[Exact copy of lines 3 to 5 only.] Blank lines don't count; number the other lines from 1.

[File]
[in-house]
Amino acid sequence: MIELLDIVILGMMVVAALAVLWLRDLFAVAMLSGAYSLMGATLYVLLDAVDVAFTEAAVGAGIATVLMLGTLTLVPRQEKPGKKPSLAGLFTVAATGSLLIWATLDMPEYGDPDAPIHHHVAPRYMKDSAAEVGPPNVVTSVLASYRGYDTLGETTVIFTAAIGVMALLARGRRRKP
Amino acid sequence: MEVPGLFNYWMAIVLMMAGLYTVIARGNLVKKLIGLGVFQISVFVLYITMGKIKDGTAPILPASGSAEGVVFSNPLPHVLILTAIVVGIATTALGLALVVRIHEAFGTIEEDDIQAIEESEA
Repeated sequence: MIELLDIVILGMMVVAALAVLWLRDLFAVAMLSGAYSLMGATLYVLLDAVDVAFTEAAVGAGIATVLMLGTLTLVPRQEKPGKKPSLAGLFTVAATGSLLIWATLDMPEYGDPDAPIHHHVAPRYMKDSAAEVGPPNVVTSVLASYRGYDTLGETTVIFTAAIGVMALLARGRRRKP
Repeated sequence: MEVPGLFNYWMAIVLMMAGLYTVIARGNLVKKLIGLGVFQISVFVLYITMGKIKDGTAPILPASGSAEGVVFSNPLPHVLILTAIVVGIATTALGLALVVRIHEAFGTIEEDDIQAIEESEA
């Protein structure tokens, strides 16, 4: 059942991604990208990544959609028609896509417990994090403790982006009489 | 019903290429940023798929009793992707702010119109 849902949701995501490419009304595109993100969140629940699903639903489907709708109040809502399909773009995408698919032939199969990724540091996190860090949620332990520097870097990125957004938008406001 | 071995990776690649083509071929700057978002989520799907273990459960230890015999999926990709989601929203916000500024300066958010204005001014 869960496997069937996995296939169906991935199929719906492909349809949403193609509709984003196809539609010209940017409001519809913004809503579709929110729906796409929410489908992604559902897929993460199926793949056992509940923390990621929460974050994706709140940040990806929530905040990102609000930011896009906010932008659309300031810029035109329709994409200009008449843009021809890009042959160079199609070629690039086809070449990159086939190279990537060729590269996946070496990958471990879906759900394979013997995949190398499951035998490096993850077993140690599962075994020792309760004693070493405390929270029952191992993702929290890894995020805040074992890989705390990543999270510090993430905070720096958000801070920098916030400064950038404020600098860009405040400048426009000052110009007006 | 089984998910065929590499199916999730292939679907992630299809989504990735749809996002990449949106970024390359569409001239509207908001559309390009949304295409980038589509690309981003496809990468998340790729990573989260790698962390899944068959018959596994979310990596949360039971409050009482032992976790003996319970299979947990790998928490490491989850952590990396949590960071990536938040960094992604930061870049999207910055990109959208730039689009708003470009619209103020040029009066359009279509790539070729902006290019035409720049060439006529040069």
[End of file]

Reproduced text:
Amino acid sequence: MEVPGLFNYWMAIVLMMAGLYTVIARGNLVKKLIGLGVFQISVFVLYITMGKIKDGTAPILPASGSAEGVVFSNPLPHVLILTAIVVGIATTALGLALVVRIHEAFGTIEEDDIQAIEESEA
Repeated sequence: MIELLDIVILGMMVVAALAVLWLRDLFAVAMLSGAYSLMGATLYVLLDAVDVAFTEAAVGAGIATVLMLGTLTLVPRQEKPGKKPSLAGLFTVAATGSLLIWATLDMPEYGDPDAPIHHHVAPRYMKDSAAEVGPPNVVTSVLASYRGYDTLGETTVIFTAAIGVMALLARGRRRKP
Repeated sequence: MEVPGLFNYWMAIVLMMAGLYTVIARGNLVKKLIGLGVFQISVFVLYITMGKIKDGTAPILPASGSAEGVVFSNPLPHVLILTAIVVGIATTALGLALVVRIHEAFGTIEEDDIQAIEESEA